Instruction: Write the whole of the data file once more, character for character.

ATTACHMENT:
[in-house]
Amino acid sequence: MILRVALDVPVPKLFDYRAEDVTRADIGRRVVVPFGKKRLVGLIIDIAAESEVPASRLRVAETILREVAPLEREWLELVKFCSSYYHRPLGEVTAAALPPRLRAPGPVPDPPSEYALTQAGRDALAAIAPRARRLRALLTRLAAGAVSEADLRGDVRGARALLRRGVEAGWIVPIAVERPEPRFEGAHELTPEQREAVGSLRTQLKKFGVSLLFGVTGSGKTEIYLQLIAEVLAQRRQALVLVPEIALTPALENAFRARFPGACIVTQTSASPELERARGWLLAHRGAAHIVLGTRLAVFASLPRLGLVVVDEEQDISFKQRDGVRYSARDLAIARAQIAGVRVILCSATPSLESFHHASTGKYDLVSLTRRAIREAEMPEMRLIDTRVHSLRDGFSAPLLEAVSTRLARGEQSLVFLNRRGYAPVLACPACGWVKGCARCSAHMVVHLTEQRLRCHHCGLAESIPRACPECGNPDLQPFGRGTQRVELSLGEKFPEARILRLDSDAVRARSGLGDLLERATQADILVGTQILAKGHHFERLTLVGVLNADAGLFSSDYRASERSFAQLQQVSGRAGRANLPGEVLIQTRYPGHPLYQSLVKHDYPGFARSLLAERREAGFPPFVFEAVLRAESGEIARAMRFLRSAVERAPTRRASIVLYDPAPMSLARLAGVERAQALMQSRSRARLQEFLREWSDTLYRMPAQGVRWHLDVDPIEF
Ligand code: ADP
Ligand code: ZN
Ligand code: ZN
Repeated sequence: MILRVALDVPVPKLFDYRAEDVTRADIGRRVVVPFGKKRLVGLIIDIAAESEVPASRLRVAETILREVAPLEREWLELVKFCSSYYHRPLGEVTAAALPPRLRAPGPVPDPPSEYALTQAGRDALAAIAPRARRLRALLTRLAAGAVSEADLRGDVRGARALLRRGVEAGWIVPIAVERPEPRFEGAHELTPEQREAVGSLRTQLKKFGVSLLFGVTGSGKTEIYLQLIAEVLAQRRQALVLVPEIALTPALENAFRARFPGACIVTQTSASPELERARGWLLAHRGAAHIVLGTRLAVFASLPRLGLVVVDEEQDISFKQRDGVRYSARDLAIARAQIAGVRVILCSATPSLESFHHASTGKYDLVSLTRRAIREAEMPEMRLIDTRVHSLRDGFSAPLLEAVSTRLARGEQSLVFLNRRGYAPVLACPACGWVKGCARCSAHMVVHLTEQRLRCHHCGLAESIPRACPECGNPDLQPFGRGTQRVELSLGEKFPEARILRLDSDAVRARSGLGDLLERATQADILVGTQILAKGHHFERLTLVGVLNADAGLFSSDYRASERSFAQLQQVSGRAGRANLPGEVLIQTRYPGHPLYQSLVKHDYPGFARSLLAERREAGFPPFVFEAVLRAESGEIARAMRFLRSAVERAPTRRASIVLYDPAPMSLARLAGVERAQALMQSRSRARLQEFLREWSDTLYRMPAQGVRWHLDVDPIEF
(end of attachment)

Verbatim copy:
[in-house]
Amino acid sequence: MILRVALDVPVPKLFDYRAEDVTRADIGRRVVVPFGKKRLVGLIIDIAAESEVPASRLRVAETILREVAPLEREWLELVKFCSSYYHRPLGEVTAAALPPRLRAPGPVPDPPSEYALTQAGRDALAAIAPRARRLRALLTRLAAGAVSEADLRGDVRGARALLRRGVEAGWIVPIAVERPEPRFEGAHELTPEQREAVGSLRTQLKKFGVSLLFGVTGSGKTEIYLQLIAEVLAQRRQALVLVPEIALTPALENAFRARFPGACIVTQTSASPELERARGWLLAHRGAAHIVLGTRLAVFASLPRLGLVVVDEEQDISFKQRDGVRYSARDLAIARAQIAGVRVILCSATPSLESFHHASTGKYDLVSLTRRAIREAEMPEMRLIDTRVHSLRDGFSAPLLEAVSTRLARGEQSLVFLNRRGYAPVLACPACGWVKGCARCSAHMVVHLTEQRLRCHHCGLAESIPRACPECGNPDLQPFGRGTQRVELSLGEKFPEARILRLDSDAVRARSGLGDLLERATQADILVGTQILAKGHHFERLTLVGVLNADAGLFSSDYRASERSFAQLQQVSGRAGRANLPGEVLIQTRYPGHPLYQSLVKHDYPGFARSLLAERREAGFPPFVFEAVLRAESGEIARAMRFLRSAVERAPTRRASIVLYDPAPMSLARLAGVERAQALMQSRSRARLQEFLREWSDTLYRMPAQGVRWHLDVDPIEF
Ligand code: ADP
Ligand code: ZN
Ligand code: ZN
Repeated sequence: MILRVALDVPVPKLFDYRAEDVTRADIGRRVVVPFGKKRLVGLIIDIAAESEVPASRLRVAETILREVAPLEREWLELVKFCSSYYHRPLGEVTAAALPPRLRAPGPVPDPPSEYALTQAGRDALAAIAPRARRLRALLTRLAAGAVSEADLRGDVRGARALLRRGVEAGWIVPIAVERPEPRFEGAHELTPEQREAVGSLRTQLKKFGVSLLFGVTGSGKTEIYLQLIAEVLAQRRQALVLVPEIALTPALENAFRARFPGACIVTQTSASPELERARGWLLAHRGAAHIVLGTRLAVFASLPRLGLVVVDEEQDISFKQRDGVRYSARDLAIARAQIAGVRVILCSATPSLESFHHASTGKYDLVSLTRRAIREAEMPEMRLIDTRVHSLRDGFSAPLLEAVSTRLARGEQSLVFLNRRGYAPVLACPACGWVKGCARCSAHMVVHLTEQRLRCHHCGLAESIPRACPECGNPDLQPFGRGTQRVELSLGEKFPEARILRLDSDAVRARSGLGDLLERATQADILVGTQILAKGHHFERLTLVGVLNADAGLFSSDYRASERSFAQLQQVSGRAGRANLPGEVLIQTRYPGHPLYQSLVKHDYPGFARSLLAERREAGFPPFVFEAVLRAESGEIARAMRFLRSAVERAPTRRASIVLYDPAPMSLARLAGVERAQALMQSRSRARLQEFLREWSDTLYRMPAQGVRWHLDVDPIEF